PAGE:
• Buarque de Holanda, Sergio, ed. História geral da civilização brasileira. 12 vols. São Paulo, Brazil: Difuisão Européia do Livro, 1960–1984.

    The first two volumes dedicated to the colonial period offer excellent syntheses by some of the leading historians of the mid-20th century. Although some chapters are now dated, it is still useful.

  • Capistrano de Abreu, João. Chapters of Brazil’s Colonial History, 1500–1800. Translated by Arthur Brakel. Edited by Stuart B. Schwartz. New York: Oxford University Press, 1997.

    Originally published in 1907. More an interpretative essay than a history, Capistrano de Abreu’s vision broke with the strict chronological and administrative history as found in Varnhagen 1962 and instead looked for social and political themes and differences between population centers and frontiers as a way of envisioning Brazil.

  • Gouvêa, Maria de Fátima, and João Luís Fragoso. O Brasil Colonial, 1443–1580. Vol. 1. Rio de Janeiro: Civilização Brasileira, 2014.

    This is the first volume of a set of three that includes excellent essays on the period from roughly the Treaty of Tordesillas (which divided the Atlantic world between Portugal and Spain) until the entry of Portugal into the Spanish monarchy (1580–1640). Its twelve chapters cover a wide range of theoretical perspectives and addresses economic, political, religious, and cultural aspects of the exploration and first century of colonization.

  • Johnson, Harold J. “The Portuguese Settlement of Brazil, 1500–1580.” In The Cambridge History of Latin America. Vol. 1, Colonial Latin America. Edited by Leslie Bethel, 249–286. Cambridge, UK: Cambridge University Press, 1984.

    This concise overview by an author with considerable knowledge of Portugal’s medieval history remains the best analysis in English on early Brazil and covers social, political, and demographic aspects as well as the relations between the indigenous peoples and European settlers and missionaries.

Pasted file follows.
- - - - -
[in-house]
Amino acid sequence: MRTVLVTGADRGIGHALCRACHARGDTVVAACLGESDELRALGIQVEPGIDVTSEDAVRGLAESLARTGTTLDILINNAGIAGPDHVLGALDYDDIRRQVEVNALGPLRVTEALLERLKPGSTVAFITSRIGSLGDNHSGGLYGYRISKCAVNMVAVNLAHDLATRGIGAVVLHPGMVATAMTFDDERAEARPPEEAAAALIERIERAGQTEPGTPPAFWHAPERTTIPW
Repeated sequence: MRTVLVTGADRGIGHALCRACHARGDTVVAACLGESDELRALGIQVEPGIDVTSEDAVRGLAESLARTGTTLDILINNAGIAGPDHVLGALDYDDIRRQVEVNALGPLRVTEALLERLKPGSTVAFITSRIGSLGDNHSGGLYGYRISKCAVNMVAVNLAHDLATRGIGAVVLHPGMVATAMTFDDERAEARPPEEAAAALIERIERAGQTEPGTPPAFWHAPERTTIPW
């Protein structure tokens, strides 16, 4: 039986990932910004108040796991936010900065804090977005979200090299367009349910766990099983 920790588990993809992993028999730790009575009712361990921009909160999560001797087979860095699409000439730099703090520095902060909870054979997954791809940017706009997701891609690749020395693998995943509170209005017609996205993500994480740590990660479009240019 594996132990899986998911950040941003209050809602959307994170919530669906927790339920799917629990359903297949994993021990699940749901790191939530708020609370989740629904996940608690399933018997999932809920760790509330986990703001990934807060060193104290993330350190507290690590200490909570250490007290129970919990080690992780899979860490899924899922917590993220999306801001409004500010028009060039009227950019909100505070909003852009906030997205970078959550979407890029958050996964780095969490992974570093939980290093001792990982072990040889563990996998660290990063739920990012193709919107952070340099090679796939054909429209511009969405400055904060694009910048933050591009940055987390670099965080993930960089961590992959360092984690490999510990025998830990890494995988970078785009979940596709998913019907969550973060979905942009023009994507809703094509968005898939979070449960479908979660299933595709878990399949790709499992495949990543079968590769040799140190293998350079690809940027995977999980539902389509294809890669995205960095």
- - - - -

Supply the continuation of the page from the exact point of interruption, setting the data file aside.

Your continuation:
• Mauro, Frederic. Le Portugal, le Brésil et l’Atlantique au xviie siècle, 1570–1670. Paris: Fondation Calouste Gulbenkian Centre Culturel Portugais, 1983.

    Although concentrating on the subsequent century, this economic study by the leading French specialist on colonial Brazil of his generation is full of information on agriculture, commerce, maritime activity, labor, and much else applicable to earlier decades. A student of Fernand Braudel, this reedition of Mauro’s original thesis (1960) reflects their shared interests in commerce and the global economy in the Early Modern period.

  • Novais, Fernando A. “Brazil and the Old Colonial System.” In Brazil and the World System. Edited by Richard Graham, 11–56. Austin: University of Texas Press, 1991.

    This translation of an important theoretical essay (1974) from a Marxist perspective follows the earlier work of Prado 1967 but elaborates on it. Novais argues that commercial capitalism and colonialism were inextricably linked. A generation of Brazilian historians have been guided by its insights and his concept of the “old colonial system,” based on merchant capitalism.

  • Prado, Caio, Jr. The Colonial Background of Modern Brazil. Translated by Suzette Macedo. Berkeley: University of California Press, 1967.

    A book that both reflected and shaped thinking about colonial Brazil in the late 20th century, its Marxist approach centered on Brazil’s economic dependency and its negative effects. Sweeping in its coverage and marked by a pessimism about the colonial past, it still provides a solid introduction.

  • Varnhagen, Francisco Adolfo de. História geral do Brasil. 3 vols. 7th ed. São Paulo, Brazil: Edições Melhoramentos, 1962.

    Originally published 1854–1857. The great 19th-century positivist general history of colonial Brazil. The author was responsible for the discovery of many original documents and his edition is greatly enriched by the extensive notes of J. Capistrano de Abreu and Rodolfo Garcia, excellent historians of the next generation. Varnhagen’s text, a nationalist project that reflected some of the prejudices of its era, still offers the most detailed historical narrative of Brazil’s first century.